Sir William was raised to the Peerage as Baron Kelvin of Largs in 1892. In 1899, Lord Kelvin resigned from his University chair and, in 1900 became a director in the newly formed private limited liability company, Kelvin & James White Ltd, which acquired the business of James White. At the same time, Lord Kelvin's nephew, James Thomson Bottomley FRSE (1845–1926), joined the firm. The firm manufactured binnacle compasses and deep sea sounding machines, many of which were installed on the great ships built on Clyde side.
Around 1904, a London branch office was opened, which by 1915 had taken the name Kelvin, White & Hutton Ltd.
From 1918 Wilfred O. White sold Kelvin and White compasses in the USA under the name of Kelvin and Wilfred O. White Co., Boston and New York. Wilfred O. White also sold his own patented compasses under the same name.
In 1913 Dr Bottomley became chairman of Kelvin & James White Ltd and the firm changed its name, becoming Kelvin Bottomley & Baird Ltd. Alfred Baird had been a compass adjuster with the firm since 1884. Kelvin, Bottomley and Baird Ltd manufactured Marine navigation equipment such as "Kelvite" binnacle compasses and sounding machines at the Kelvin Works, Hillington, Glasgow.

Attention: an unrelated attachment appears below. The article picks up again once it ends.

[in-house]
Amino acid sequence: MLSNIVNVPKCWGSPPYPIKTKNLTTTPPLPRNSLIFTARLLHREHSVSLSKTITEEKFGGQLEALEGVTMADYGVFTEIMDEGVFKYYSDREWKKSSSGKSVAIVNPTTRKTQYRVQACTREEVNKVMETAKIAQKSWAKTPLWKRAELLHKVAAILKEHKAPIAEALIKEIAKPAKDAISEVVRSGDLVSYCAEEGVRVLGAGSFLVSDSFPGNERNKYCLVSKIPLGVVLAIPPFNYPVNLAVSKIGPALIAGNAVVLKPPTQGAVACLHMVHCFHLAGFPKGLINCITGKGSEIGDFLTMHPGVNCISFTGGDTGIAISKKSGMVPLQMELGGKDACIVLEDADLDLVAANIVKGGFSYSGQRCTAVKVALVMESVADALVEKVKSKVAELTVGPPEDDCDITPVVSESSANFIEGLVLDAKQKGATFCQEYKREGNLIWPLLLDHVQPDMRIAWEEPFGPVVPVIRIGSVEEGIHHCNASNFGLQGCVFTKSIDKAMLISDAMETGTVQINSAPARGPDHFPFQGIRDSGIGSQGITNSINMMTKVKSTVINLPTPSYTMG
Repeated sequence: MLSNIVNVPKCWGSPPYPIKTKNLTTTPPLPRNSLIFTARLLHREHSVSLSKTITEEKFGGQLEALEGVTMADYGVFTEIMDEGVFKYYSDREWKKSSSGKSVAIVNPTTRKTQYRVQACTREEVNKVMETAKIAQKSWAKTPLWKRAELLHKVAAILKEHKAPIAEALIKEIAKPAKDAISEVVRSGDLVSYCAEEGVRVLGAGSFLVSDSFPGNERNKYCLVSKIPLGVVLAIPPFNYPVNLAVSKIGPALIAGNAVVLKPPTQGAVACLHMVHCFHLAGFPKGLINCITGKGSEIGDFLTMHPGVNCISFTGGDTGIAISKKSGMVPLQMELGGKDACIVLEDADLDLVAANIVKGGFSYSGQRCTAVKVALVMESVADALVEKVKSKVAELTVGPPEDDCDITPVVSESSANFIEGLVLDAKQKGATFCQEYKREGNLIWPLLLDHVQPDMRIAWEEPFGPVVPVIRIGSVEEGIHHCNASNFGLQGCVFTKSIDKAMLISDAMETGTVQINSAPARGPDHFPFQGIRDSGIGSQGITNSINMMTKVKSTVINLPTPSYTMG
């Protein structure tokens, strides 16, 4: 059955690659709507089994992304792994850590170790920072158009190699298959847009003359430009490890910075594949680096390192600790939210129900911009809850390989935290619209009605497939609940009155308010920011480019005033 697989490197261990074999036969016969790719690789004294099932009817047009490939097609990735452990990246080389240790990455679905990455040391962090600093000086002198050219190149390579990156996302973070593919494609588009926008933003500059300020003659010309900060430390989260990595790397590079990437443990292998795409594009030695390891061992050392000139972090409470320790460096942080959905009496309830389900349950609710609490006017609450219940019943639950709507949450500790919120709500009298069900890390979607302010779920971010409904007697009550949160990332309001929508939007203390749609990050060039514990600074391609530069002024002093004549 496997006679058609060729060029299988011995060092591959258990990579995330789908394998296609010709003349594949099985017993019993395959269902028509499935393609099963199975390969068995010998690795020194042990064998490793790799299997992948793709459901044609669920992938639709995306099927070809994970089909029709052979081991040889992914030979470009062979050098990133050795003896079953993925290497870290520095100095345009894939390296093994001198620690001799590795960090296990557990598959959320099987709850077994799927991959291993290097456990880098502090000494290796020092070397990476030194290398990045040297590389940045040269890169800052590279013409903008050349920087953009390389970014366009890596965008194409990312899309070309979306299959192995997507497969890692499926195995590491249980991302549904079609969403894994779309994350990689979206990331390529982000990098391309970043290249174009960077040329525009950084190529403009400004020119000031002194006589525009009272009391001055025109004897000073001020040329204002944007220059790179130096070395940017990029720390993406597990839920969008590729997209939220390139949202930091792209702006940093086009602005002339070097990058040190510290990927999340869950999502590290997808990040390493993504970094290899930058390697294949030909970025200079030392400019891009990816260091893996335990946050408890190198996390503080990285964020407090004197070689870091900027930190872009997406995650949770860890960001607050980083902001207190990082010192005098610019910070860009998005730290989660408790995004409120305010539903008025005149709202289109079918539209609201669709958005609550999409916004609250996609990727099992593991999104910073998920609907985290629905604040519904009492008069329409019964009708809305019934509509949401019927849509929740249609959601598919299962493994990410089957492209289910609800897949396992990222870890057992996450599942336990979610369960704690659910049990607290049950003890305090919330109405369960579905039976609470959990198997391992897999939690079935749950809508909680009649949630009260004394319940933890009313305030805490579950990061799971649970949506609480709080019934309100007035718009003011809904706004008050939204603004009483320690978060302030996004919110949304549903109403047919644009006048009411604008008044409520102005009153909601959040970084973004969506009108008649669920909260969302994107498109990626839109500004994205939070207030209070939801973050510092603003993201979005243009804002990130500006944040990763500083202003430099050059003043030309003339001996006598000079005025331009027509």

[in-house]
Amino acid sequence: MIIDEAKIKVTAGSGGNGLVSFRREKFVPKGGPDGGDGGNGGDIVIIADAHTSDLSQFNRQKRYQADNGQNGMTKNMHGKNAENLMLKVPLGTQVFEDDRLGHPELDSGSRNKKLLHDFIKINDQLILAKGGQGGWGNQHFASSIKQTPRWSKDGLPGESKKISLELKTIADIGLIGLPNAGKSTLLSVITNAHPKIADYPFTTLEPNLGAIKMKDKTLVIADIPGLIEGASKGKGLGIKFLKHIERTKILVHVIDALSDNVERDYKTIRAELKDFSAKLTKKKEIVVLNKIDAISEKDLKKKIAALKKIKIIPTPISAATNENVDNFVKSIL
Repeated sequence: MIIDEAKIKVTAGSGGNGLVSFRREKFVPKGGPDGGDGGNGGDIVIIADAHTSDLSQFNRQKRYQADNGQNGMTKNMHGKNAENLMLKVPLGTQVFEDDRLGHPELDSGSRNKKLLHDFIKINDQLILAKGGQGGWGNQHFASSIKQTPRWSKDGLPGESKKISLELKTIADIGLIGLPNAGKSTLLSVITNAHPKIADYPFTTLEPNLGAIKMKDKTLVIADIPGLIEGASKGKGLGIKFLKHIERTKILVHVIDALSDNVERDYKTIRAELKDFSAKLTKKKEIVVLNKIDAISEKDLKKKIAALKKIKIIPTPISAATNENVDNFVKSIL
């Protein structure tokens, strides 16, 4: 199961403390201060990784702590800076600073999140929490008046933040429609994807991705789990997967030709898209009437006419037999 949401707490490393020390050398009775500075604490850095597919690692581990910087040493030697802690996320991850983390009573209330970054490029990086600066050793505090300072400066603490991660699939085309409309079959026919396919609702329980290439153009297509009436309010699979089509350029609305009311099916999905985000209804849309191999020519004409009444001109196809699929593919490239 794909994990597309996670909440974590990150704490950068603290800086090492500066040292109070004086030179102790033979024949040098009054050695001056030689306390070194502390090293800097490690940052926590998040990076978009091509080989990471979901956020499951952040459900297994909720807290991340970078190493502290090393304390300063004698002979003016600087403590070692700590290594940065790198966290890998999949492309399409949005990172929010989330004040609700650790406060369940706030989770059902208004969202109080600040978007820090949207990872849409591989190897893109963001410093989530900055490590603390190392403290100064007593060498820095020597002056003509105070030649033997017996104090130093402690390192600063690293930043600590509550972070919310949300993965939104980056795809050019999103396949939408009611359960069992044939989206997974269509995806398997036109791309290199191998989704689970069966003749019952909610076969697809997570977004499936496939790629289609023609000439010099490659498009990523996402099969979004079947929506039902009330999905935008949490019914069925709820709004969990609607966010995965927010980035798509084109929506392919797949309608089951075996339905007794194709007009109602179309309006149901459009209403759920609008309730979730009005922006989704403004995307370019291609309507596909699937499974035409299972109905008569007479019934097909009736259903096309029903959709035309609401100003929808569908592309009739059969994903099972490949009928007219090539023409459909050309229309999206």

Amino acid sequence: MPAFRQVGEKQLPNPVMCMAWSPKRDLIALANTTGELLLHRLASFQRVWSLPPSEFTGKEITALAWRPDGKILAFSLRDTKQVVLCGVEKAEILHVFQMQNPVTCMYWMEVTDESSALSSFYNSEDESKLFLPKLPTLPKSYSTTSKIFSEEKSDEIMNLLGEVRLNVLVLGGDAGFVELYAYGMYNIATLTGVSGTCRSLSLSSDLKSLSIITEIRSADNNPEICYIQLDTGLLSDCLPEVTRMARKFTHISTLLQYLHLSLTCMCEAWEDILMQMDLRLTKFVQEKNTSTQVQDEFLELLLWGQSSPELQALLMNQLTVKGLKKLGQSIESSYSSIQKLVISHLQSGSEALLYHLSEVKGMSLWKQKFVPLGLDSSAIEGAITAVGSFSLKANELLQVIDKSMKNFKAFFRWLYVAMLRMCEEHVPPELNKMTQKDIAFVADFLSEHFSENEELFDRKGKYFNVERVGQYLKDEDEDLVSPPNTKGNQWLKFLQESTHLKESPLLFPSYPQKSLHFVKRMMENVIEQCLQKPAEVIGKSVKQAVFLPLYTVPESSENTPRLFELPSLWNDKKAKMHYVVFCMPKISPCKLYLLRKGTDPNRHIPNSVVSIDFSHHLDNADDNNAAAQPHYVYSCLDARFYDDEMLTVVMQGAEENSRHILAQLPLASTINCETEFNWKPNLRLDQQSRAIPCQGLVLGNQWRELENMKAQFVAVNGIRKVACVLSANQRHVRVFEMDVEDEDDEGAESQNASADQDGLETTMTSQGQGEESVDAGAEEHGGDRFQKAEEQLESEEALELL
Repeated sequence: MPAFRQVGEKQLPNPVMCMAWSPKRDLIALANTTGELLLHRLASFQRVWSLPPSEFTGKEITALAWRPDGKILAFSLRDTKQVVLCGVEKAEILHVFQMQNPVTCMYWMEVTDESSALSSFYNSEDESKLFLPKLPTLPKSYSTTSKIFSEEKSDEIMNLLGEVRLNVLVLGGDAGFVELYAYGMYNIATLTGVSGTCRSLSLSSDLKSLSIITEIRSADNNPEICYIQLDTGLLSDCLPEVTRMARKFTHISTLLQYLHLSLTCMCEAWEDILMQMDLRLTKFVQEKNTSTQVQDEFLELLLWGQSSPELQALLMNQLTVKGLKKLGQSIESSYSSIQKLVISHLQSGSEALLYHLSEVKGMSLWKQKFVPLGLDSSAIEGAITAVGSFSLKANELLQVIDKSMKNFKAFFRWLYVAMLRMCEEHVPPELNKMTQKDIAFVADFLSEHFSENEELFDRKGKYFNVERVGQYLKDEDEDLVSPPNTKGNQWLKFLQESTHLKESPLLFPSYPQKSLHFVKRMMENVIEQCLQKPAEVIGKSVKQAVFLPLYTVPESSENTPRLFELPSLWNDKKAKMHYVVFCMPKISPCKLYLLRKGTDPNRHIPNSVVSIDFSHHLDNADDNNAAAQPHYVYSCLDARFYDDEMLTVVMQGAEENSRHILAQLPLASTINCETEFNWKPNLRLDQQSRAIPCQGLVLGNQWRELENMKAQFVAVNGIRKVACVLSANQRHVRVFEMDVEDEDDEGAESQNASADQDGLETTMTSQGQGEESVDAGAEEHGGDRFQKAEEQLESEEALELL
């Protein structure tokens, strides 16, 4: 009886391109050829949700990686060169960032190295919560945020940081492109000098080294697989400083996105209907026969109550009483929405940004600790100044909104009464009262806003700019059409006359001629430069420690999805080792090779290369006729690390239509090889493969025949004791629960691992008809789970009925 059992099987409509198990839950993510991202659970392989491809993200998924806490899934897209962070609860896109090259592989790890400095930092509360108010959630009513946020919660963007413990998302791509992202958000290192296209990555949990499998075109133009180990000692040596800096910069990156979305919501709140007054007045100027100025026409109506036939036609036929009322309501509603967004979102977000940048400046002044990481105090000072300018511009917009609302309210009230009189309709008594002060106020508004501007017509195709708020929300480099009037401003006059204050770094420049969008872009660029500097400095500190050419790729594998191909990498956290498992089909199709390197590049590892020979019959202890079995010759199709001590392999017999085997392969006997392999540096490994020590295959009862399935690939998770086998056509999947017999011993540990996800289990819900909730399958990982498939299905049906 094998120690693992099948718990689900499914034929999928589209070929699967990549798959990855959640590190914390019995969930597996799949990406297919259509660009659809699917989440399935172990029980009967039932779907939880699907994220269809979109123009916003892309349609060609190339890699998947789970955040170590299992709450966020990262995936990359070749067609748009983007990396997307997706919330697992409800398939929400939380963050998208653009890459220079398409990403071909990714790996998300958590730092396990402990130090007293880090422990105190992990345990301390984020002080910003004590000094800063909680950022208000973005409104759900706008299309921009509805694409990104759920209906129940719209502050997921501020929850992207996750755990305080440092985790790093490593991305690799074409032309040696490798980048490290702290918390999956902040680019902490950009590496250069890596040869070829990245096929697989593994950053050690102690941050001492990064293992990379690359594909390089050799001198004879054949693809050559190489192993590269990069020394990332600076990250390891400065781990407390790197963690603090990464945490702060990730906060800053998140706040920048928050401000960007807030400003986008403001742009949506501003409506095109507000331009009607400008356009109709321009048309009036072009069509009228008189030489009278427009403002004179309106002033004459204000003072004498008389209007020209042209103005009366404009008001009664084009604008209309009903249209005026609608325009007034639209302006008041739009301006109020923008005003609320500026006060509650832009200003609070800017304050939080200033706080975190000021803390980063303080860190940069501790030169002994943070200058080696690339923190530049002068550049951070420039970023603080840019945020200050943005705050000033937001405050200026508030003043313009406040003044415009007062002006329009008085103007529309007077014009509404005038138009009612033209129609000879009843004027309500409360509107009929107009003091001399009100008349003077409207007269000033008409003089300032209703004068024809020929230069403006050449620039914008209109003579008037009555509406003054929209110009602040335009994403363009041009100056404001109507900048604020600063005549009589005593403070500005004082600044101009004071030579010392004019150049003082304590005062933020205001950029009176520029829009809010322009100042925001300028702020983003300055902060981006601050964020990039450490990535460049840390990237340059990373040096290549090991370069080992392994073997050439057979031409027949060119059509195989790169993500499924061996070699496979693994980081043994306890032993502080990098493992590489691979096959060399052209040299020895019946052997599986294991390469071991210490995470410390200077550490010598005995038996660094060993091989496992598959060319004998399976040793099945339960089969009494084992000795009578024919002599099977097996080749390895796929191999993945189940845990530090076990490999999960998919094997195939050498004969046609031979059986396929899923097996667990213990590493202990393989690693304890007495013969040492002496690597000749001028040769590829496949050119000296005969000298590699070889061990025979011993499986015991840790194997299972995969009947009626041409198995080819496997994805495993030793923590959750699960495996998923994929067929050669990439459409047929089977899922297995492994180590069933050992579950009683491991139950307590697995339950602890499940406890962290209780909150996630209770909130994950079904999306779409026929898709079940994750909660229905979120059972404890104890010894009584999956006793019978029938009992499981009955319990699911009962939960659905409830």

In 1934 Kelvin Bottomley & Baird Ltd built an instrument factory at Basingstoke which was later to become the Smiths Industries Aerospace site.
Following the destruction of the London offices in the Blitz of 1941, discussions were initiated with Henry Hughes & Sons Ltd regarding collaboration which resulted in the establishing of the joint venture company Marine Instruments Ltd at 107, Fenchurch Street, London in 1942.
The Hughes connection
In 1712 Thomas Hughes became a member of the Worshipful Company of Clockmakers at the age of 26 and was elected as Master of the Worshipful Company of Clockmakers in 1742. His son, Thomas Hughes (junior) had his business at 25 New Bond Street London and was elected as Master of the Worshipful Company of Clockmakers in 1762.